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Title: Flautist  
Author: World Heritage Encyclopedia
Language: English
Subject: Jean-Pierre Rampal, Julius Baker, Trevor Wye, Frankie Kennedy, Muireann Nic Amhlaoibh, Ernesto Köhler, Bobbi Humphrey, Alison James, Pravin Godkhindi, Gareth McLearnon
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Not to be confused with flatulist.

A flautist or flutist or flute player is a musician who plays any instrument in the flute family.

The choice of "flautist" (from the Italian flautista, from flauto, and adopted due to eighteenth century Italian influence) versus "flutist" is a source of dispute among players of the instrument. "Flutist" is the earlier term in the English language, dating from at least 1603 (the earliest quote cited by the Oxford English Dictionary), while "flautist" is not recorded before 1860, when it was used by Nathaniel Hawthorne in The Marble Faun. While the print version of the OED does not indicate any regional preference for either form, the online Compact OED characterizes "flutist" as an American usage.[1]

Richard Rockstro, in his three-volume treatise The Flute[2] written in England in 1890, uses "flute-player."

The first edition of the OED lists fluter as dating from circa 1400 and Fowler's Modern English Usage[3] states that "there seems no good reason" why flautist should have prevailed over fluter or flutist. However, according to Webster's Dictionary of English Usage,[4] flautist is the preferred term in British English, and while both terms are used in American English flutist is "by far the more common choice."

Also seen from around the mid seventeenth century was flutenist, but this fell out of use by the end of the eighteenth century.[5]

While the term flautist has not been found in print before 1860 there is no doubt that the Italian term flautista and French term flûtiste would have been well known in England long before this date, considering the influence of the Italian and French schools of flute playing.[6] A great many of the commonly used musical terms in English speaking countries are Italian in origin, because many of the most important early composers from the Renaissance to the Baroque period were Italian.[7] While there are many other words for a flute player in European languages, flautista and similar words feature prominently, so it is understandable how flautist became the preferred term in British English.

Words for a flute player in other European languages include: fluitspeler (Afrikaans), flautist (Albanian), flütçü (Azerbaijani), flautista (Catalan), flautista (Croatian), flétnista (Czech), fløjtenist (Danish), fluitist (Dutch), flöödimängija (Estonian), huilunsoittaja (Finnish), flûtiste (French), Flötist (German), flautist (Icelandic), fliúiteadóir (Gaelic), flautista (Italian), fleitininkas (Lithuanian), flautist (Macedonian), fløytisten (Norwegian), flecista (Polish), flautista (Portuguese), flautist (Romanian), flétnista (Slovak), flavtistka (Slovenian), flautista (Spanish), flöjtist (Swedish), flütçü (Turkish), ffliwtydd (Welsh).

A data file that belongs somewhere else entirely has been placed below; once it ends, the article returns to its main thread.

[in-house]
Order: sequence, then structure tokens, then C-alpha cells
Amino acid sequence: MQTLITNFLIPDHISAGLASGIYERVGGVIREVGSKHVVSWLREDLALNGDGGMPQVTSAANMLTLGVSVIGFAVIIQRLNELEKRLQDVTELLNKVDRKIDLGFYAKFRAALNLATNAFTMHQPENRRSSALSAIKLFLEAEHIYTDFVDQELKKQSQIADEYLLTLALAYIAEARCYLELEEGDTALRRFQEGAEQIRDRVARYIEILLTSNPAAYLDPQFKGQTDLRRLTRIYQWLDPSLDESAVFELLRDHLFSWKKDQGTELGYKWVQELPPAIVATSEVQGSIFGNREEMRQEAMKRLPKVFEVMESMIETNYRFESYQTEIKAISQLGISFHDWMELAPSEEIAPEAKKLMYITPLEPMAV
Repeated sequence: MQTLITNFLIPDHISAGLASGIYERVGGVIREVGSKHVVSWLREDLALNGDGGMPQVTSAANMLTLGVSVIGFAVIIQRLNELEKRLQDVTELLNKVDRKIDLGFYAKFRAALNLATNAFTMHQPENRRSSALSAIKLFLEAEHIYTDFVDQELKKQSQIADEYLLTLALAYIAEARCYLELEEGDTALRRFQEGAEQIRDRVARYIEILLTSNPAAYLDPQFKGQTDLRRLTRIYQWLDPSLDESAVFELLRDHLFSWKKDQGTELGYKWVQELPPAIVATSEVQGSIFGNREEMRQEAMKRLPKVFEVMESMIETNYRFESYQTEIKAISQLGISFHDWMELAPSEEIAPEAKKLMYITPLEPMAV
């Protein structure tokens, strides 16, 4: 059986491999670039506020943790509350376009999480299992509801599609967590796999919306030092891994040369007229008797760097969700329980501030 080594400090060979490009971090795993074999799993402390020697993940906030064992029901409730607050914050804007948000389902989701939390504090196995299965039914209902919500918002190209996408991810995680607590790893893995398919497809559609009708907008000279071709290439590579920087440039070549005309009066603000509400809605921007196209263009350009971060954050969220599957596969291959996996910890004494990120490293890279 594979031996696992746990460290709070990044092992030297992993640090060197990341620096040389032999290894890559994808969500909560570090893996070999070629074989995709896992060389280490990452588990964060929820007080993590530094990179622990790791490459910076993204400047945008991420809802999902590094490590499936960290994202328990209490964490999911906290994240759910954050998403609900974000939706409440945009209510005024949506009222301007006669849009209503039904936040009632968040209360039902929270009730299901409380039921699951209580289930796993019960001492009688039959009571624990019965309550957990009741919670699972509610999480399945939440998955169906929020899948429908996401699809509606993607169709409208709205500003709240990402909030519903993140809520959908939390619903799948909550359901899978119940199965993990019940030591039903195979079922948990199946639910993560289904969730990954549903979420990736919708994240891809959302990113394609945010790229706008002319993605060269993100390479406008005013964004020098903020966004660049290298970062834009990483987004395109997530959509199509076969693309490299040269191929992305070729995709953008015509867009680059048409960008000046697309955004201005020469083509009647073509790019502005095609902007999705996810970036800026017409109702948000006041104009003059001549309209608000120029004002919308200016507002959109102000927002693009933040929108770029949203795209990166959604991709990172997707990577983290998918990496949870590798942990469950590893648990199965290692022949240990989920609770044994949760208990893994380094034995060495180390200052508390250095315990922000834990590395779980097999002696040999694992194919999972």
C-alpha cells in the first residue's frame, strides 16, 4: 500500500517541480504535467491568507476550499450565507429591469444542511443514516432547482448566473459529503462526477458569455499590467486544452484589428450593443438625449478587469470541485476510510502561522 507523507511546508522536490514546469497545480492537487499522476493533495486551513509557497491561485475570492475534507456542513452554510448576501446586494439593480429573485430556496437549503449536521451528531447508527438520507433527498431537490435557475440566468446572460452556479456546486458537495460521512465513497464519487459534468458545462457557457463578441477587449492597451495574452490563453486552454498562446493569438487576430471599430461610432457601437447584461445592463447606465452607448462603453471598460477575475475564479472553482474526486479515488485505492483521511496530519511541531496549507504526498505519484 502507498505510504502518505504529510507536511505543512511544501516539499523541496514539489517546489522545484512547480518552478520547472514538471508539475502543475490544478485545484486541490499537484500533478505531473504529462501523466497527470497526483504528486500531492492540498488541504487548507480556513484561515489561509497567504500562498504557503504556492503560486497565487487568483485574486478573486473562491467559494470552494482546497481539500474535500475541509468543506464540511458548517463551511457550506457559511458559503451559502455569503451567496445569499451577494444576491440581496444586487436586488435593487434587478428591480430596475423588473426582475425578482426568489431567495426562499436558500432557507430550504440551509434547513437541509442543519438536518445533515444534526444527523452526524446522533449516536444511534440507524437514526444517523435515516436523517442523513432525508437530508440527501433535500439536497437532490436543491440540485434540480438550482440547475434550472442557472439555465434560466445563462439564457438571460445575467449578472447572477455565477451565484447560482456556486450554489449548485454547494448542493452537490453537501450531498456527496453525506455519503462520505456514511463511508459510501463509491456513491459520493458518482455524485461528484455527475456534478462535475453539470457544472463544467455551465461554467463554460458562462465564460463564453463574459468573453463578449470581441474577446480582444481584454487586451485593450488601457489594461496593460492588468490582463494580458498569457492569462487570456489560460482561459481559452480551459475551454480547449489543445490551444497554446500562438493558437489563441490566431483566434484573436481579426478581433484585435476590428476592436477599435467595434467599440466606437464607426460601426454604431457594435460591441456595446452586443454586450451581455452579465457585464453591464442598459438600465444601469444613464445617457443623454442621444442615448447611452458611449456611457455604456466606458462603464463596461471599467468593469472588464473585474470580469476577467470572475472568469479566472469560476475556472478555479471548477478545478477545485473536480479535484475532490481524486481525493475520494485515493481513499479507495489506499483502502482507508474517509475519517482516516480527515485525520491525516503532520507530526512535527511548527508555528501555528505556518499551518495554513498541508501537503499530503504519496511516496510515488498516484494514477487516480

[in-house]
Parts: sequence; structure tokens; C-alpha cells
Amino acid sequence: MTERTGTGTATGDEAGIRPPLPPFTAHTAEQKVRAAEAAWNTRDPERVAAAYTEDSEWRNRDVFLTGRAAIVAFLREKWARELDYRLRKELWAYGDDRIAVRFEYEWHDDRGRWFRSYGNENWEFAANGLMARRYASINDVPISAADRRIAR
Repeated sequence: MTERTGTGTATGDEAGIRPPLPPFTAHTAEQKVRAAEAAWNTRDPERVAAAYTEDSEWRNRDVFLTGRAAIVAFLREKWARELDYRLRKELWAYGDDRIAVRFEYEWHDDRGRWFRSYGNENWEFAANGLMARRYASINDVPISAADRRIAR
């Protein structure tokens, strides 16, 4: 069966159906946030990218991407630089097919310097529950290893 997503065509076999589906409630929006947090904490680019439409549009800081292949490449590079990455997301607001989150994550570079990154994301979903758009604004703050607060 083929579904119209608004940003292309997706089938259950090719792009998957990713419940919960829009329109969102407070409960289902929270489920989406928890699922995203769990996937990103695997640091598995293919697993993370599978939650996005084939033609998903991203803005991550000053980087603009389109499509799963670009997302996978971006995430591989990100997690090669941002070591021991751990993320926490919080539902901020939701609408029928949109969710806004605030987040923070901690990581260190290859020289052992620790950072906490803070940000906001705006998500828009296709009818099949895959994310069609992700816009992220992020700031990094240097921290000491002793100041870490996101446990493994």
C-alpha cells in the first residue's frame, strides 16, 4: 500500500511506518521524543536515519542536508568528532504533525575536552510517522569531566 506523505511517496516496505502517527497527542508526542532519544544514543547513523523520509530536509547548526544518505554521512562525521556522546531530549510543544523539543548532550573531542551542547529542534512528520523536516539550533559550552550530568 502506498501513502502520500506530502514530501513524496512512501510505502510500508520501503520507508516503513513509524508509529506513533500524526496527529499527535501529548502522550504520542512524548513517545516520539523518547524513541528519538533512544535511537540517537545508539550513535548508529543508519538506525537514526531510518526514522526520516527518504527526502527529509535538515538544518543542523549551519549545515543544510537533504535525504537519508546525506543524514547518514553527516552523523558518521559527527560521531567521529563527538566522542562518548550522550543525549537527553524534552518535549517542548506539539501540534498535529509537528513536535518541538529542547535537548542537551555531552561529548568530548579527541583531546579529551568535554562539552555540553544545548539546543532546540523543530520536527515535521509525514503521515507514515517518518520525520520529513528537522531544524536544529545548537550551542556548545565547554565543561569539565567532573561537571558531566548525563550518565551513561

Today most players use the term which is dominant in their country of origin, or simply call themselves flute players which has the benefit of being a neutral term which arouses no animosity from those who are loyal to their own usage. Famous flute players have frequently entered the debate expressing their own personal views:

The American player and writer Nancy Toff, in her The Flute Book, devotes more than a page to the subject, commenting that she is asked "Are you a flutist or a flautist?" on a weekly basis. She prefers "flutist": "Ascribe my insistence either to a modest lack of pretension or to etymological evidence; the result is the same." Toff, who is also an editor for Oxford University Press, describes in some detail the etymology of words for "flute," comparing OED, Fowler's Modern English Usage, Evans' Dictionary of Contemporary American Usage, and Copperud's American Usage and Style: The Consensus before arriving at her conclusion: "I play the flute, not the flaut; therefore I am a flutist not a flautist.[8]

Echoing the Toff quote above, James Galway summed up the way he feels about "flautist," saying, "I am a flute player not a flautist. I don't have a flaut and I've never flauted."[9]

In the Flautist or flutist? section in his book Proper Flute Playing (ISBN 0-7119-8465-4 p. 56), Trevor Wye records the following conversation: "What do you do, young man?" "I'm a flautist", he replied. A long pause, then... "What exactly is it that you do with floors?" He then observes "Perhaps we should try flutist; it's simpler, self-explanatory and widely understood."

See also


External links

  • Flute Chat: Extensive information regarding flutes, flute techniques and professional flute players is found here, with contributions from professional flutists.
  • Famous players (may have to navigate)
  • Facebook community page for Flute players

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